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Tech's Great Leap

Anywhere Tech is BT's special annual compilation to showcase tech-novation across the country. Take the case of the financial services industry where the big Q has long been whether banks of the future will be traditional banks as we know them or will technology finance firms such as Google, Facebook or Amazon dominate tomorrow's banking industry

Rajeev Dubey, Editor, Business Today Rajeev Dubey, Editor, Business Today

Even by conservative estimates, in the 18 months since the onset of Coronavirus on Indian shores in January 2020, tech adoption in the country has leaped by as much as a decade. Probably more. Digital now plays a vital role in work and life as firms, individuals and newer businesses adapt to technology like never before.

Anywhere Tech is BT's special annual compilation to showcase tech-novation across the country. Take the case of the financial services industry where the big Q has long been whether banks of the future will be traditional banks as we know them or will technology finance firms such as Google, Facebook or Amazon dominate tomorrow's banking industry. The advent of Fintechs and their roaring success in customer adoption, business ramp-up and valuations rattled the traditional banking industry. They swarmed over payments, lending, insurance among others to capture the unbanked and under-banked with their convenient apps. Banks tried to play catch-up but lagged hopelessly. Anand Adhikari explains how after a decade of tussle, the new and the old are learning to live with each other, though the jury is still out on the future of banking.

In foodtech, when aggregators such as Swiggy and Zomato surfaced, the writing on the wall was clear for the restaurants business. Consumers were going to switch to the convenience of ordering food home. Read Ajita Shashidhar's account of how the Rs 4.2-lakh-crore restaurant and food retail sector is fighting back - especially during the pandemic - with unprecedented tech adoption. Something the industry admits it overlooked when times were good.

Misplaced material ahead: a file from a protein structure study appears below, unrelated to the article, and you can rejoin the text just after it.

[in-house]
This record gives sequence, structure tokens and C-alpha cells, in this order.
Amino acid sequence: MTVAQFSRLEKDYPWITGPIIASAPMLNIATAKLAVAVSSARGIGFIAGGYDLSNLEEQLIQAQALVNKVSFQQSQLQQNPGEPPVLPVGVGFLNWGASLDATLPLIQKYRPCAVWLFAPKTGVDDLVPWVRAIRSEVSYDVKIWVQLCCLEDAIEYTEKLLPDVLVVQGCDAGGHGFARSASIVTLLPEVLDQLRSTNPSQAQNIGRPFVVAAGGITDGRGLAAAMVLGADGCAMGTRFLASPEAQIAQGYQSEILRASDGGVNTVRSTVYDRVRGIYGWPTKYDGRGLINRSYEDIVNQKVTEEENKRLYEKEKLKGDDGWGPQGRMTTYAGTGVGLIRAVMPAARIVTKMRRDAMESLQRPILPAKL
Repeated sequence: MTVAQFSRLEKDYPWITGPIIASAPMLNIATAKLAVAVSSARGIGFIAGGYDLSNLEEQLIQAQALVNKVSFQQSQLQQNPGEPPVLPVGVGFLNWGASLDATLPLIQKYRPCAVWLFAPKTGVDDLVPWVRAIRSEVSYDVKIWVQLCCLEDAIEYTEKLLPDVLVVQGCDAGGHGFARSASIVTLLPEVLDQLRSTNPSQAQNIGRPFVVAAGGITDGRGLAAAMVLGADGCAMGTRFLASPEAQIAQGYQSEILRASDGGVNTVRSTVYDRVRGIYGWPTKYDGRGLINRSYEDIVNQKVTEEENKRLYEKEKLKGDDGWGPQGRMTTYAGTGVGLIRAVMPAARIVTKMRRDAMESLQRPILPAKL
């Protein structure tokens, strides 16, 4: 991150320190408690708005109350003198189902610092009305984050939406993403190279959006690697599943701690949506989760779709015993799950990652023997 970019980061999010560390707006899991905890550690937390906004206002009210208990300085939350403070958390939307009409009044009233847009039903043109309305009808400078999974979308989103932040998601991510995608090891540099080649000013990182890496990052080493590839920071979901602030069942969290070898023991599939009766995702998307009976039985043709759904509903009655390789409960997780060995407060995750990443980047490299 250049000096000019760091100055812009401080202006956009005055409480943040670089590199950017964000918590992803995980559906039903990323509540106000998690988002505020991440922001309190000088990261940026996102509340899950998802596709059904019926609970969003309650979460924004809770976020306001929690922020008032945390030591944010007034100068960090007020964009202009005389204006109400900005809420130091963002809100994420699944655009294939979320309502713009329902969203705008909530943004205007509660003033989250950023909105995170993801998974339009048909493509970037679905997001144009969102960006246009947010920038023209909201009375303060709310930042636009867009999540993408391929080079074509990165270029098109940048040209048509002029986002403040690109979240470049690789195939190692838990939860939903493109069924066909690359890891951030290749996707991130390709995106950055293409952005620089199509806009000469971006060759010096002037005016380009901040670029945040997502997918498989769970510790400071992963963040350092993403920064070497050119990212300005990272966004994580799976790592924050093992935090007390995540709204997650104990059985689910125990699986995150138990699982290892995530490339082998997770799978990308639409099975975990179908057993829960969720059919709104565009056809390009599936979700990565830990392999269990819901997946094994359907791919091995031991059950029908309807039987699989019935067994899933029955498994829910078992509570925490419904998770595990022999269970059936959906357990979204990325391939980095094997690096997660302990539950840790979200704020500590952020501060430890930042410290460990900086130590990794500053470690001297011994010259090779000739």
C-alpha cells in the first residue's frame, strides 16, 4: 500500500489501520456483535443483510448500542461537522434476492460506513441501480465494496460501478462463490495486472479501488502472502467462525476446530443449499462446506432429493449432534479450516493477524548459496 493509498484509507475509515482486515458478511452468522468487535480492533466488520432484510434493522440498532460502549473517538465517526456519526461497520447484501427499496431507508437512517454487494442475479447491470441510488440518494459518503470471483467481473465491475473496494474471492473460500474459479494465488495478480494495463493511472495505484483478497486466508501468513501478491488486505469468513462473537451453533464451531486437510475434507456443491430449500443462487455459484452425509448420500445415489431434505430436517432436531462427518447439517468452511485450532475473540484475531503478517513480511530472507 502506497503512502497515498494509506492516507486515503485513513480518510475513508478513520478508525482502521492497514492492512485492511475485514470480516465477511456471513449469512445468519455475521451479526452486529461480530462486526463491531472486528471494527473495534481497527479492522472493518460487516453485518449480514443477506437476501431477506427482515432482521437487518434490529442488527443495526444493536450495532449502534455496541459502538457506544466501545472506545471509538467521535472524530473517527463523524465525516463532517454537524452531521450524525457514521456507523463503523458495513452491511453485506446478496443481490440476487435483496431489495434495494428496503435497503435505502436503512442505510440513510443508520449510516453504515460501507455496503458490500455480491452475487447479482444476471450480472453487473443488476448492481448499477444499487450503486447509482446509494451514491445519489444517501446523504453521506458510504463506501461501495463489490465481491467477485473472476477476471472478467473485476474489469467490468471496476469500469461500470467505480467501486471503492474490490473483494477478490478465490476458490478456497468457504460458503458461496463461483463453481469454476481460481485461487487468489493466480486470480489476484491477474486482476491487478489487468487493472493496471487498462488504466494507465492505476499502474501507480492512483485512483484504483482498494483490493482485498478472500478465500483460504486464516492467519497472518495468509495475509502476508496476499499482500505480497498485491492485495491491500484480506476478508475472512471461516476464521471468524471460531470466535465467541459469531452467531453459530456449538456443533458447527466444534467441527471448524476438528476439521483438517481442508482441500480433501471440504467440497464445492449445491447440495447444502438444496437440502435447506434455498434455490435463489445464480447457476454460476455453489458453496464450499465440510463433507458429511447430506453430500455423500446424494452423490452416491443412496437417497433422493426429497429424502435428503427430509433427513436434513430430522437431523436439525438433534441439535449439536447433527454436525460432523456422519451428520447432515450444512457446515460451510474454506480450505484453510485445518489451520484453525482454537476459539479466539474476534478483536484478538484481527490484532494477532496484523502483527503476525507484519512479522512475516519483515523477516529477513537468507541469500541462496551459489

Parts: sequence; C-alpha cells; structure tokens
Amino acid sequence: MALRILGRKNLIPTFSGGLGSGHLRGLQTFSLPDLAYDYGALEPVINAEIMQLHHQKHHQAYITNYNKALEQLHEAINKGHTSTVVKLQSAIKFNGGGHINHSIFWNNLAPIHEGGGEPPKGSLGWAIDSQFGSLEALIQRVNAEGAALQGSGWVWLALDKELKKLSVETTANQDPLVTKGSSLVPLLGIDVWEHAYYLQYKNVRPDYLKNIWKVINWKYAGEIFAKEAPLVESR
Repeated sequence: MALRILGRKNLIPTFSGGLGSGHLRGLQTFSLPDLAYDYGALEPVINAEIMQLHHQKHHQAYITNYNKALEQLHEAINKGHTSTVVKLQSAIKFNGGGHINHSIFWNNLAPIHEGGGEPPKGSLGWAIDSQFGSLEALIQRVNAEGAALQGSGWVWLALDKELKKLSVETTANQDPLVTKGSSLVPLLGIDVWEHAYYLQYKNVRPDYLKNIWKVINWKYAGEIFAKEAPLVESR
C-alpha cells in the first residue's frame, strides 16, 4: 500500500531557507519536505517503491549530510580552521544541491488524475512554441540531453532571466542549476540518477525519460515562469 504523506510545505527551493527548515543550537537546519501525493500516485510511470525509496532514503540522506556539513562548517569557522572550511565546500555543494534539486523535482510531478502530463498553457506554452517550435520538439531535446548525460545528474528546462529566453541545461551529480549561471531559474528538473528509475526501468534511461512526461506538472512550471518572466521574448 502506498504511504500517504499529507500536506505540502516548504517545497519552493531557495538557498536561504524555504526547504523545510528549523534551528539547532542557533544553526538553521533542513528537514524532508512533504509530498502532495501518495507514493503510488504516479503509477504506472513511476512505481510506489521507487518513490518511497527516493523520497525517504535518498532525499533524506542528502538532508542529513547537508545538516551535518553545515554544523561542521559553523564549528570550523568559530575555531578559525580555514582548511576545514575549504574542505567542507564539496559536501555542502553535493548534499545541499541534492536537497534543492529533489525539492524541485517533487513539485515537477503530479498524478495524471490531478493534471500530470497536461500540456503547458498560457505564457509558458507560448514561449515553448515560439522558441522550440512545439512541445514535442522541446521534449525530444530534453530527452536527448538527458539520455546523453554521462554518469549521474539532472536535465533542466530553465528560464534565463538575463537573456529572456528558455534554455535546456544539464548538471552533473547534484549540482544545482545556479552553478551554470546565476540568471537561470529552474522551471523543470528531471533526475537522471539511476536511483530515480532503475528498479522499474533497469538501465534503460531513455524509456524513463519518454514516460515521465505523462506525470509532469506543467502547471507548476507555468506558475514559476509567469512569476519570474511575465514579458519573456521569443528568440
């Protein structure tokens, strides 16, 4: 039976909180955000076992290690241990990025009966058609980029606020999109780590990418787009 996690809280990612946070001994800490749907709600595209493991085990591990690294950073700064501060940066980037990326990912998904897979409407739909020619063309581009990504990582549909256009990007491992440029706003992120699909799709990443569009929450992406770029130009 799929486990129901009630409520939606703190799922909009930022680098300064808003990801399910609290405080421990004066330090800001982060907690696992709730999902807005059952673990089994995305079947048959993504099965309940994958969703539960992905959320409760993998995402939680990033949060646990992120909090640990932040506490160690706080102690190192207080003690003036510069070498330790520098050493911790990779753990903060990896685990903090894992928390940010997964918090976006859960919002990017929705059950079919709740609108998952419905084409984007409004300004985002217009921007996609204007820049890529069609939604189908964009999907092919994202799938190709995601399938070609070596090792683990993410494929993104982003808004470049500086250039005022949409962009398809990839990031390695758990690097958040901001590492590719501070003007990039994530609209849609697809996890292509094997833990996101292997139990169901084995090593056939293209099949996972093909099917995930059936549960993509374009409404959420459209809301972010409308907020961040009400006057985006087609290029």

India's higher education institutions have long looked for life beyond pen-paper assessments and classroom learning. Just when the Covid-stricken industry had to give up on physical classrooms and in-person teaching, it turned to technology for substitutes -from course delivery to assessments, managing libraries and curriculum or even entrance test exams. Read Nidhi Singal's piece on the ongoing transformation on campuses - beyond Edtech.

In healthcare, the industry is fast digitising in pretty much every aspect - taking to robotic surgery, electronic medical records maintenance, tracking of medicines from the factory to the user. Even in the fraternity's way to keep itself updated on the latest in the industry - Continuous Medical Education. P.B. Jayakumar explains how greater adoption of Artificial Intelligence, Internet of Things and data analytics is slowly revolutionising how companies digitise sales pipelines and doctors perform surgeries, diagnose patients or even learn themselves.

Among other offerings in the issue, Sumant Banerji captures why the future of mobility is electric. The pandemic has only accelerated the move to an electric mobility world. Brace up for more technology in the daily commute, be it electric vehicles, remote charging or driver-less cars.

In roads and highways, the Centre now aims to remove toll booths across the country within a year as toll collection will be enabled by GPS. What does this mean?

And if health and fitness is your calling, Nidhi Singal shortlists the best wearables to buy - from measuring body temperature to oximeter to ECG. Just why sales of wearables have skyrocketed.